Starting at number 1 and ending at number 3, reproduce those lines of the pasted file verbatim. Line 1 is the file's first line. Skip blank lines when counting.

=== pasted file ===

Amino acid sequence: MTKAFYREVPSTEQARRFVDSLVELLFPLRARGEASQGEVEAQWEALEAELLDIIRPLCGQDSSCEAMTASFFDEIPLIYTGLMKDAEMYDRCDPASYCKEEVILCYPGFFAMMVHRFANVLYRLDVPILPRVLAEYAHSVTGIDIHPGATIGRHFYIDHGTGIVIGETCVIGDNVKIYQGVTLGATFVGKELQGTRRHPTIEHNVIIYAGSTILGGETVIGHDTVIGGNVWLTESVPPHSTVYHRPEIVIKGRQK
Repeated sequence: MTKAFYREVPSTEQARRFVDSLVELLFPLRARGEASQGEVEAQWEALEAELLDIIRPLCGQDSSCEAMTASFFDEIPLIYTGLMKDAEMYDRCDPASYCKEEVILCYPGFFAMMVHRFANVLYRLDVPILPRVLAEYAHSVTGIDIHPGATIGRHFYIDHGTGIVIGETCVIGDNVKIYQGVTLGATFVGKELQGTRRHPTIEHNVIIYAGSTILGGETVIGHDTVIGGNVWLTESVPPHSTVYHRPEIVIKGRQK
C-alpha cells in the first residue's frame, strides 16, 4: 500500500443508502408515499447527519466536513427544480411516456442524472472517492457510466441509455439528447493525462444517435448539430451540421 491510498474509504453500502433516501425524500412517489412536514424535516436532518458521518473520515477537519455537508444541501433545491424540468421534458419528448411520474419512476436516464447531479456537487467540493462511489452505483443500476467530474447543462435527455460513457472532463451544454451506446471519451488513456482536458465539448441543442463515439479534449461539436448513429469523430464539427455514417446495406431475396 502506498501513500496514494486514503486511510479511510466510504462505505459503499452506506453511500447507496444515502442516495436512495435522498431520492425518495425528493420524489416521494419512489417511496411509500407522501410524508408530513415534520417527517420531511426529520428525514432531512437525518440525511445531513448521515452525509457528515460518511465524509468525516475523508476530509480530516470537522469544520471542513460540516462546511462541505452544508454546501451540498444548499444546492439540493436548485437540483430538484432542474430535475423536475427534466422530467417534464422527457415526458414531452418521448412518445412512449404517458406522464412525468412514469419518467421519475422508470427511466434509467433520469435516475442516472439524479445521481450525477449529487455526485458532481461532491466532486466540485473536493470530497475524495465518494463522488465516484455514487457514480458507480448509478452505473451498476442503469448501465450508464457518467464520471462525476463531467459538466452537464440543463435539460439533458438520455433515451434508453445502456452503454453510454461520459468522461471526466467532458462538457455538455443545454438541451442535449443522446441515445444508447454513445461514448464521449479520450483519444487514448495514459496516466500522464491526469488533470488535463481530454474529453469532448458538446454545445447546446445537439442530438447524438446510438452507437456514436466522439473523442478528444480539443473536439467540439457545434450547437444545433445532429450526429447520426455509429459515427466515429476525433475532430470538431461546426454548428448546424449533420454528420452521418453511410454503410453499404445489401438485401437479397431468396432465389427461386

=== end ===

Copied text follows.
Amino acid sequence: MTKAFYREVPSTEQARRFVDSLVELLFPLRARGEASQGEVEAQWEALEAELLDIIRPLCGQDSSCEAMTASFFDEIPLIYTGLMKDAEMYDRCDPASYCKEEVILCYPGFFAMMVHRFANVLYRLDVPILPRVLAEYAHSVTGIDIHPGATIGRHFYIDHGTGIVIGETCVIGDNVKIYQGVTLGATFVGKELQGTRRHPTIEHNVIIYAGSTILGGETVIGHDTVIGGNVWLTESVPPHSTVYHRPEIVIKGRQK
Repeated sequence: MTKAFYREVPSTEQARRFVDSLVELLFPLRARGEASQGEVEAQWEALEAELLDIIRPLCGQDSSCEAMTASFFDEIPLIYTGLMKDAEMYDRCDPASYCKEEVILCYPGFFAMMVHRFANVLYRLDVPILPRVLAEYAHSVTGIDIHPGATIGRHFYIDHGTGIVIGETCVIGDNVKIYQGVTLGATFVGKELQGTRRHPTIEHNVIIYAGSTILGGETVIGHDTVIGGNVWLTESVPPHSTVYHRPEIVIKGRQK
C-alpha cells in the first residue's frame, strides 16, 4: 500500500443508502408515499447527519466536513427544480411516456442524472472517492457510466441509455439528447493525462444517435448539430451540421 491510498474509504453500502433516501425524500412517489412536514424535516436532518458521518473520515477537519455537508444541501433545491424540468421534458419528448411520474419512476436516464447531479456537487467540493462511489452505483443500476467530474447543462435527455460513457472532463451544454451506446471519451488513456482536458465539448441543442463515439479534449461539436448513429469523430464539427455514417446495406431475396 502506498501513500496514494486514503486511510479511510466510504462505505459503499452506506453511500447507496444515502442516495436512495435522498431520492425518495425528493420524489416521494419512489417511496411509500407522501410524508408530513415534520417527517420531511426529520428525514432531512437525518440525511445531513448521515452525509457528515460518511465524509468525516475523508476530509480530516470537522469544520471542513460540516462546511462541505452544508454546501451540498444548499444546492439540493436548485437540483430538484432542474430535475423536475427534466422530467417534464422527457415526458414531452418521448412518445412512449404517458406522464412525468412514469419518467421519475422508470427511466434509467433520469435516475442516472439524479445521481450525477449529487455526485458532481461532491466532486466540485473536493470530497475524495465518494463522488465516484455514487457514480458507480448509478452505473451498476442503469448501465450508464457518467464520471462525476463531467459538466452537464440543463435539460439533458438520455433515451434508453445502456452503454453510454461520459468522461471526466467532458462538457455538455443545454438541451442535449443522446441515445444508447454513445461514448464521449479520450483519444487514448495514459496516466500522464491526469488533470488535463481530454474529453469532448458538446454545445447546446445537439442530438447524438446510438452507437456514436466522439473523442478528444480539443473536439467540439457545434450547437444545433445532429450526429447520426455509429459515427466515429476525433475532430470538431461546426454548428448546424449533420454528420452521418453511410454503410453499404445489401438485401437479397431468396432465389427461386